Passive acoustic telemetry is widely used to study the movements of aquatic animals. However, a holistic, mechanistic modelling framework that permits the reconstruction of fine-scale movements and emergent patterns of space use from detections at receivers remains lacking. Here, we introduce an integrative modelling framework that recapitulates the movement and detection processes that generate detections to reconstruct fine-scale movements and patterns of space use. This framework is supported by a new family of algorithms designed for detection and depth observations and can be flexibly extended to incorporate other data types. Using simulation, we illustrate applications of our framework and evaluate algorithm utility and sensitivity in different settings. As a case study, we analyse movement data collected from the Critically Endangered flapper skate (Dipturus intermedius) in Scotland. We show that our methods can be used to reconstruct fine-scale movement paths, patterns of space use and support habitat preference analyses. For reconstructing patterns of space use, simulations show that the methods are consistently more instructive than the most widely used alternative approach (the mean-position algorithm), particularly in clustered receiver arrays. For flapper skate, the reconstruction of movements reveals responses to disturbance, fine-scale spatial partitioning and patterns of space use with significant implications for marine management. We conclude that this framework represents a widely applicable methodological advance with applications to studies of pelagic, demersal and benthic species across multiple spatiotemporal scales.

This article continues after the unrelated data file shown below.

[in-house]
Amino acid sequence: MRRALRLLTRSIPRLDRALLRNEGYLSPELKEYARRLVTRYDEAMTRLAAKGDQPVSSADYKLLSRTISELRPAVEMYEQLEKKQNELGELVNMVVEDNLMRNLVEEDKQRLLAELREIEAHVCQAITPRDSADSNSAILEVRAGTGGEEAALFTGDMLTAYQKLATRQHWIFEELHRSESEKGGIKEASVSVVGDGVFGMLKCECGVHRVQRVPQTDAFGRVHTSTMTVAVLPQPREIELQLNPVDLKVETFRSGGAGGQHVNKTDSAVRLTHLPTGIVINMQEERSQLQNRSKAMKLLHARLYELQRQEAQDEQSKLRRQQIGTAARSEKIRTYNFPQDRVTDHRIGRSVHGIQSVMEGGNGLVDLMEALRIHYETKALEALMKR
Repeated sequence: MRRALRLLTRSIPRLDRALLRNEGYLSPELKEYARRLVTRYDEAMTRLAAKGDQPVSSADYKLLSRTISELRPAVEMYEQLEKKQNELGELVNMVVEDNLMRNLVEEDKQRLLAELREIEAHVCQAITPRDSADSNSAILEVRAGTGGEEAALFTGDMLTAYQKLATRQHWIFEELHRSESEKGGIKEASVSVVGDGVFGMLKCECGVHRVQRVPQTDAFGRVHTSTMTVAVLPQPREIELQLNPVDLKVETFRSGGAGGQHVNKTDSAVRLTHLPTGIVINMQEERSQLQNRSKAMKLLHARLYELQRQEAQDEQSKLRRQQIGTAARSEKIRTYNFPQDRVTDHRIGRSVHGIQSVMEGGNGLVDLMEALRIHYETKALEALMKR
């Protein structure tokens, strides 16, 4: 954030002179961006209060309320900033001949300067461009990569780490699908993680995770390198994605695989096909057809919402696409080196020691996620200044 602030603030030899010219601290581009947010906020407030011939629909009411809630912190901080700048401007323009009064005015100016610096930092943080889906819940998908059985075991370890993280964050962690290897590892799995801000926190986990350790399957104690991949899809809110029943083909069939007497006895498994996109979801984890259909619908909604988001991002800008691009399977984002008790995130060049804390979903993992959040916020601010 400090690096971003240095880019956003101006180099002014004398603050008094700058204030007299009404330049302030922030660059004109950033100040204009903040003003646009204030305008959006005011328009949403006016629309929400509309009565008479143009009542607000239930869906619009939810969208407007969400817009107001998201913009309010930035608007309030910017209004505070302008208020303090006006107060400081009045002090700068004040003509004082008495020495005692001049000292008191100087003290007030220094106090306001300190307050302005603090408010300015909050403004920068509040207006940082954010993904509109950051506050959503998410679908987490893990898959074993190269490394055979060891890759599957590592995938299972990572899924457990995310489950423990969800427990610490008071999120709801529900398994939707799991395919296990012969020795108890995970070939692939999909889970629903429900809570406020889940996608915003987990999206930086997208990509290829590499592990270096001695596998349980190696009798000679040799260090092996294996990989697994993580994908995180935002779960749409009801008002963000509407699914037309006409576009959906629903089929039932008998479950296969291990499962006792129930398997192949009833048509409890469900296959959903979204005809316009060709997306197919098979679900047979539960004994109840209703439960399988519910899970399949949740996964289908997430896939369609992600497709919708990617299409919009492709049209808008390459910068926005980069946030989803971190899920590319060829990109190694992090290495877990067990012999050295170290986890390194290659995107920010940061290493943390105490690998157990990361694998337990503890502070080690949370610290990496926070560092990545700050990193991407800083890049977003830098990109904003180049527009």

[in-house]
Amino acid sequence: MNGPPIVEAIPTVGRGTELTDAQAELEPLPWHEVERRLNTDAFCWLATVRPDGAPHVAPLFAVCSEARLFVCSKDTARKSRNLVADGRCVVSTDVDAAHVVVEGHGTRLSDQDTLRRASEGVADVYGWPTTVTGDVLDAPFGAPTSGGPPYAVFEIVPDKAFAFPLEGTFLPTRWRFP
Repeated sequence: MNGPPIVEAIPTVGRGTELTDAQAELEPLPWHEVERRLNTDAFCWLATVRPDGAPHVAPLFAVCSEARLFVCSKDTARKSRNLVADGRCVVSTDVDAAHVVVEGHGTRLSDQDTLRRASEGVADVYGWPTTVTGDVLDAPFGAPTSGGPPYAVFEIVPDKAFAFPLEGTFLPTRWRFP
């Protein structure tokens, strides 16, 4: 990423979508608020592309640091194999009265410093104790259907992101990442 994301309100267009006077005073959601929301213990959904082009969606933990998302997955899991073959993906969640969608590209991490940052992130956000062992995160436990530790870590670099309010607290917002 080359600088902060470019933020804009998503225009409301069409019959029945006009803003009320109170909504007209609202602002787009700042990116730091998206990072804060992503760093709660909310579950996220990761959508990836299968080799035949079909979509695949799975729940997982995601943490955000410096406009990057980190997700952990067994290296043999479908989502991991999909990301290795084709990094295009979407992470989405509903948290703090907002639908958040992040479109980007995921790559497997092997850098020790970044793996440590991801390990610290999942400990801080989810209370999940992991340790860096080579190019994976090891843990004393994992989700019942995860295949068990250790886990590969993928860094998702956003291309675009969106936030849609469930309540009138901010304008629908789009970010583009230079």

- Centre of activity
- Particle filtering
- Utilisation distribution
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An integrative modelling framework for passive acoustic telemetry: data and code for case-study analyses